Enter new date…
Twenty-year reunion. Ditto the 10-year reunion, except that a lot of the ones who never had looks, now have even less. The strata are still there, though humbled and mellowed a bit by the realities of life.
Enter new date…
When I step out of the Time Machine, and into the Friday night football game at our Alma Mater, I had to wonder if I had punched in the right date. Had I mis-keyed and entered 2020? Surely the class of 1970 was having their class reunion the same night. No. There were the name tags, undeniably declaring that these were indeed my classmates–names I recognized, faces and bodies I did not. Seems everyone had aged 30 years just since the last reunion–everyone but me, that is. These people were old. Their hair was gray or missing. Their faces lined with wrinkles and discolored with spots. Their bodies were paunchy, and their frames shorter.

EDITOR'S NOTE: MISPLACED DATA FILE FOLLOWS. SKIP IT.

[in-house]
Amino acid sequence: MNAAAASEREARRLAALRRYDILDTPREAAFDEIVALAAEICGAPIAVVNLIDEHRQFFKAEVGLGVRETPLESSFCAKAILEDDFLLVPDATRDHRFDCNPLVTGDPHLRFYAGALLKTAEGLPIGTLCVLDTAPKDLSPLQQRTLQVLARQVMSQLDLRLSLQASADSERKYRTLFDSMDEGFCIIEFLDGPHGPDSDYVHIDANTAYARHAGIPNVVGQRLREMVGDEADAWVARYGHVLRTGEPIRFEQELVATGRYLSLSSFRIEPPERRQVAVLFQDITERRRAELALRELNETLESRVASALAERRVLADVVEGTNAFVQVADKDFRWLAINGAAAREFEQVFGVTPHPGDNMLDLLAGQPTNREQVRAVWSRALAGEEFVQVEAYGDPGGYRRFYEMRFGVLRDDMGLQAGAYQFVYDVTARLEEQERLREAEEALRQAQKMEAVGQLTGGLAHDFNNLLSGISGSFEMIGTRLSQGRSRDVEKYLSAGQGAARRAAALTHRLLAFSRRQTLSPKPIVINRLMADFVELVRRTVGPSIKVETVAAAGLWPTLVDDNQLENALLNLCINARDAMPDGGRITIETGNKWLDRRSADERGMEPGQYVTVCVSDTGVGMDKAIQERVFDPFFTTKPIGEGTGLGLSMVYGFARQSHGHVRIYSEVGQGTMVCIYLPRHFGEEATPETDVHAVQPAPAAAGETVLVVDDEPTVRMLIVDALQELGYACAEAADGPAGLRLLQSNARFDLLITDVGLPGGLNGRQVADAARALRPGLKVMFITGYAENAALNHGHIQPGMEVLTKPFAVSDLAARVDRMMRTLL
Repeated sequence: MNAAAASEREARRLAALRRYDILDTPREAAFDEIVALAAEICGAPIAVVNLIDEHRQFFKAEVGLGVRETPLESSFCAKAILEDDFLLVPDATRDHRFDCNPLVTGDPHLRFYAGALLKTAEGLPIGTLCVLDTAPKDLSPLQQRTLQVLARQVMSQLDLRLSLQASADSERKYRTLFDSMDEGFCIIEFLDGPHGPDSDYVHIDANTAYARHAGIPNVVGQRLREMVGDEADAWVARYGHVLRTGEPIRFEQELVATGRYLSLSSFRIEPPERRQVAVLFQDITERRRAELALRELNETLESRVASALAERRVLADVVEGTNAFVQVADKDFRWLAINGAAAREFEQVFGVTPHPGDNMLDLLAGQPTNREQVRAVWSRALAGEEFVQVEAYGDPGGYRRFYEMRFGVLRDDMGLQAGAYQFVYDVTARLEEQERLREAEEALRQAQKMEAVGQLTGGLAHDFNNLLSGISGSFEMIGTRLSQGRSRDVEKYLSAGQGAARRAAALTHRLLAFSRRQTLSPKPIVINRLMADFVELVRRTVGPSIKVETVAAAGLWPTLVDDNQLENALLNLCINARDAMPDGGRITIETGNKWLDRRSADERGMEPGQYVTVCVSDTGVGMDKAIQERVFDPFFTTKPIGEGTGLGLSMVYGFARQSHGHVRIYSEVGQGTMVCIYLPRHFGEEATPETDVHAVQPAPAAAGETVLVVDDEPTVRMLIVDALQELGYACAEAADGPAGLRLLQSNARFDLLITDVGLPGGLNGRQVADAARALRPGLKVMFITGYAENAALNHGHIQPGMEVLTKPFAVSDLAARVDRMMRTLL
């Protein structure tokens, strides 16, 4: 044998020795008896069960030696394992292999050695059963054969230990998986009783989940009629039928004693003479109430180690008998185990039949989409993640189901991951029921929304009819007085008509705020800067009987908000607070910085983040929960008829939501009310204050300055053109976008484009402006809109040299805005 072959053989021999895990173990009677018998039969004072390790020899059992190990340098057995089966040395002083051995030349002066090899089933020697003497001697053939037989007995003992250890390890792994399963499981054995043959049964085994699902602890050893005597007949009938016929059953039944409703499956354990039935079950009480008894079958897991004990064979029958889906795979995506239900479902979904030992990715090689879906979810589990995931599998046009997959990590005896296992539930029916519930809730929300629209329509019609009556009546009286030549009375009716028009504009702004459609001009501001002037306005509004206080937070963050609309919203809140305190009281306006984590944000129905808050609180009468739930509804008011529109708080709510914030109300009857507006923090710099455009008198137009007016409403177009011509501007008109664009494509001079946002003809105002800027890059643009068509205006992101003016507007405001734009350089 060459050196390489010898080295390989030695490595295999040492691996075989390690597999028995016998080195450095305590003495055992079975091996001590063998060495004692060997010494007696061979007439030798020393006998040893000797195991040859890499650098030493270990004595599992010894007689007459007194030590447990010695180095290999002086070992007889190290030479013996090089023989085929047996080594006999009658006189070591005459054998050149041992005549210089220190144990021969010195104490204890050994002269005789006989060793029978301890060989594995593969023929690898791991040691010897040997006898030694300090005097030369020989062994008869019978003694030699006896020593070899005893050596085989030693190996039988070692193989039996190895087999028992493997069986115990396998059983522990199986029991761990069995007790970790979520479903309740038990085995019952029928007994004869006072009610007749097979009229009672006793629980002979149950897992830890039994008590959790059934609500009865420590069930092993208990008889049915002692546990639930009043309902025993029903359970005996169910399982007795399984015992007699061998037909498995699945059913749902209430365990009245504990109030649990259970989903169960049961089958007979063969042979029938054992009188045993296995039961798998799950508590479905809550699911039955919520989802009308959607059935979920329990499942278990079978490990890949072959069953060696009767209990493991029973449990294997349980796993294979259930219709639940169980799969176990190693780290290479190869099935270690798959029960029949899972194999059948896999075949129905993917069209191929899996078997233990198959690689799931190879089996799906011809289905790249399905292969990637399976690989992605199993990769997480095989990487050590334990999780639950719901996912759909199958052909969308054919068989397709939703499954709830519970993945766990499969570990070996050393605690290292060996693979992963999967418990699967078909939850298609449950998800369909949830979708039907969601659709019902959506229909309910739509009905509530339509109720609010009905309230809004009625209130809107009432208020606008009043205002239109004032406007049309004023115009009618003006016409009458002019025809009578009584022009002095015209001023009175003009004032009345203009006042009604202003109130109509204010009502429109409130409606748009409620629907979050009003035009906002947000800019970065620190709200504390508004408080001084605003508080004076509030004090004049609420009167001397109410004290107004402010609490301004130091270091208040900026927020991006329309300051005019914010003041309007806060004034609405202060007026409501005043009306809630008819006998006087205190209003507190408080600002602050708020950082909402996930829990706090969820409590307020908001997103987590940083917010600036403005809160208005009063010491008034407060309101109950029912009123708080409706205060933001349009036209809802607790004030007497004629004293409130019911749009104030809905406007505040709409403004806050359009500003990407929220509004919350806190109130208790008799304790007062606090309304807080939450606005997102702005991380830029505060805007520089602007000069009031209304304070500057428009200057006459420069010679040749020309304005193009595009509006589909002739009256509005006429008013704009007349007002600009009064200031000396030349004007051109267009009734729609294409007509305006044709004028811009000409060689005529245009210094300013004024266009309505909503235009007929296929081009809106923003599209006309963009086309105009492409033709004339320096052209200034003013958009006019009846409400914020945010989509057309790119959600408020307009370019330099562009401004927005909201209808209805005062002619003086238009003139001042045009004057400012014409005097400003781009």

Wait, is that her, the Girl, the one who awakened my adolescent brain to the beauty of the female figure? She looks like an aunt with glasses and a tired, dumpy figure. And those girls over there? Their names tags say they are the Tuff Girls, but they look like Cougars and poster children for the damaging effects of suntanning.
I wonder, is everyone looking at me, thinking, “Hey, the skinny kid has a little pot belly. He never grew into that nose. And it looks like his complexion never cleared up.” No, I lie to myself. I could crash the party of the Class of 2000 and no one would ever know better. Ah, the self-deception that’s possible through time travel.